Minister for equalities Mike Freer, representing the government, said in a statement the government will conduct “separate work” on legislating a trans conversion therapy ban.

“It is key that measures complement the existing clinical regulatory framework in this space, and that clinicians feel able to deliver legitimate therapies in supporting those experiencing gender dysphoria, especially those under 18,” he said.

The government’s reply was exactly what Singh thought it would be – indirect.

Amar Singh is done with the government side-stepping LGBTQ+ issues. (Supplied)

“The UK’s LGBTQ+ community have been given broken promises. We do not have time to delay when abuse against women and LGBTQ+ communities are on the rise,” he says.

Singh went from art dealer to building one of the world’s largest NFT art studios worth over $150 million – investing part of the earnings back into the fight for the LGBTQ+ community and women’s rights.

He owns 100 per cent of his company and his NFT studio was responsible for LVMH’s first NFT, which sold in two seconds. All the $128,000 proceeds were donated to Le MAG Jeunes to help their efforts for the LGBTQ+ youth. This transformed their organisation.

Singh has received threats for doing this work, yet waves it off, contextualising it against the plight of those he seeks to help. “When faceless cowards send anonymous threats it’s not the same level of threat faced by the LGBTQ+ community who face death by their government, their family or colleagues for expressing their sexual orientation,” he insists.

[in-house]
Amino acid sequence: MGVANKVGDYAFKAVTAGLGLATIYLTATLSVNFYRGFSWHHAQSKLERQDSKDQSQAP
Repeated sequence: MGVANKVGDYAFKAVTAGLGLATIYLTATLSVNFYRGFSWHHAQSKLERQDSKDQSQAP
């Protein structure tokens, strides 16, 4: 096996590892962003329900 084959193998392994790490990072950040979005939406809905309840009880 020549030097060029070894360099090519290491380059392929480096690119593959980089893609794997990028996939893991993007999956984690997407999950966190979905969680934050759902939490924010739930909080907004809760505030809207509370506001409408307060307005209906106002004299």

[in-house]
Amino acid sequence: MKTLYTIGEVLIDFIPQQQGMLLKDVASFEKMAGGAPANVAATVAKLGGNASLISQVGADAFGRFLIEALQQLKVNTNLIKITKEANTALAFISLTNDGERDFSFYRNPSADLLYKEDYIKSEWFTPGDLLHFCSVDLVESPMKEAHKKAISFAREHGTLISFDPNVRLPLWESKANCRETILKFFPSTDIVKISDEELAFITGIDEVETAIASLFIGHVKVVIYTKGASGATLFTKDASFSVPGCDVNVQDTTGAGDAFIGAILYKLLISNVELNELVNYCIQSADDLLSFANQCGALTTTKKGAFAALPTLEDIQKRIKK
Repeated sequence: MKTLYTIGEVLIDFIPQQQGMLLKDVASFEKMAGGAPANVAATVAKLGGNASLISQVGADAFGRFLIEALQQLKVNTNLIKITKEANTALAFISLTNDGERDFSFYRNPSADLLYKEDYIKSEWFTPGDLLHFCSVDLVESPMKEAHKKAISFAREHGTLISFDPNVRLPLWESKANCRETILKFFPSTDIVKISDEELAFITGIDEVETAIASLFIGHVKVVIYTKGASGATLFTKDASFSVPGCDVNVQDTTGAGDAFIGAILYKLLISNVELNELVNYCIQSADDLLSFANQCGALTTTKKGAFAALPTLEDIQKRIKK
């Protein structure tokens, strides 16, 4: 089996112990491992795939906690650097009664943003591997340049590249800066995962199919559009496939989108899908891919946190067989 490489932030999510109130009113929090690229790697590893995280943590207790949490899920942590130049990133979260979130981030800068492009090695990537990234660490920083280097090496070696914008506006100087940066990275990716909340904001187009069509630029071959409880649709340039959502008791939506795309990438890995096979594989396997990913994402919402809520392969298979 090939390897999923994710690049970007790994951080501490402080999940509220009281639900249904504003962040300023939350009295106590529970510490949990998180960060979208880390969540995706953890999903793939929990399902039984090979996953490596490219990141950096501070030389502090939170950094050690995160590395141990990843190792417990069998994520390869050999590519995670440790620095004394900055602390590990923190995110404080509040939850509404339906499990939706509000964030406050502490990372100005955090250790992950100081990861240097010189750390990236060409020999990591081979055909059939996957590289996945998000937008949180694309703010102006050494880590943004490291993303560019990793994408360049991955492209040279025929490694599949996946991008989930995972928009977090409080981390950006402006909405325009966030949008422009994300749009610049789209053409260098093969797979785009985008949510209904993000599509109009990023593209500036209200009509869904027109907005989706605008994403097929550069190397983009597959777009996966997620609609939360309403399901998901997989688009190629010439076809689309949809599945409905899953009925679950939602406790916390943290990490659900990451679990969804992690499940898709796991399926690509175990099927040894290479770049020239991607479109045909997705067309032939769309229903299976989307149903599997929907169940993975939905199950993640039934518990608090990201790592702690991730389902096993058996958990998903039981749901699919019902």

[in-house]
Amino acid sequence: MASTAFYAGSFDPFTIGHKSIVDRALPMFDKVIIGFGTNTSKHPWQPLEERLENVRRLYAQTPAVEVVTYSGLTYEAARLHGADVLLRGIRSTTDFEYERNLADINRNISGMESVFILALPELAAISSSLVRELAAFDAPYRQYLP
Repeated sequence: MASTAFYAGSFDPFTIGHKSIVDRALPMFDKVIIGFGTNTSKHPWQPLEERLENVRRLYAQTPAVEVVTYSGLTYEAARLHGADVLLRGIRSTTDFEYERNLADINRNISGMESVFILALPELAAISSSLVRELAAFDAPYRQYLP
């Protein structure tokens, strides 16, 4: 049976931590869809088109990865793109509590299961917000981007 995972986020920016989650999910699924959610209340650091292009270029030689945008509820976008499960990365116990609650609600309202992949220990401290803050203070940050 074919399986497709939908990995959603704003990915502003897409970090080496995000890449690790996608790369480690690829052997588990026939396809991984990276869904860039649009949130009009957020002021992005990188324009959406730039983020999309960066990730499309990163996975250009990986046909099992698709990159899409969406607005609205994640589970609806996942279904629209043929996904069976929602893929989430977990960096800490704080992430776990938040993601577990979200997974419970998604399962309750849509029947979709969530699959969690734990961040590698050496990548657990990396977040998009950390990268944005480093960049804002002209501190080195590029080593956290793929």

And this staunch onus helps solidify Singh as a far-from-silent ally. When asked about last year’s directives set out by India’s Madras High Court to prohibit conversion therapy (along with other sweeping reforms to respect LGBTQ+ rights) he appreciates the “wonderfulness” of the ruling, yet adds: “It’s now imperative that such a stance is adopted across all of India.’

Singh remains a man of action. “That’s why I have assembled a team and am funding the Supreme Court case to abolish conversion therapy nationally.

“I have enlisted the leading human rights lawyer Ravi Kant and our principal petitioner is the great LGBTQ+ activist Prince Manvendra Singh Gohil.”

Prince Manvendra is India’s first-ever openly gay royal – a former victim of electroshock conversion therapy which, oddly enough, was unsuccessful – while Ravi Kant is an anti-trafficking attorney.

Could this be the A-Team the LGBTQ+ community in India has been waiting for? The motivation is certainly there. “Let’s get on with it!” Singh urges. “We have a hell of a lot more work to do in order to ensure equal rights prevail.”

Singh is not only ambitious and relentless in these endeavours – he’s global. Circling back to the UK’s nonsense stipulations around a transgender conversion therapy ban, he says it must be fought tooth and nail.

“A liberal democracy such as the UK banning conversion therapy is only the start. Global governments used the pandemic as an excuse to delay LGBTQ+ rights – bollocks to that.”

And what would he say to equalities minister Liz Truss – who was reportedly furious that trans people were left out of the recent ruling yet has been somewhat contradictory on the matter when asked?

“I’d ask her how many more research reports need to be commissioned to identify the harm of conversion therapy! The maths is simple if one single citizen of the world, child or adult, is having their basic human rights limited,” Singh says.

“Any practice which is in place enabling this must be stopped.”

More: conversion therapy ban, India, liz truss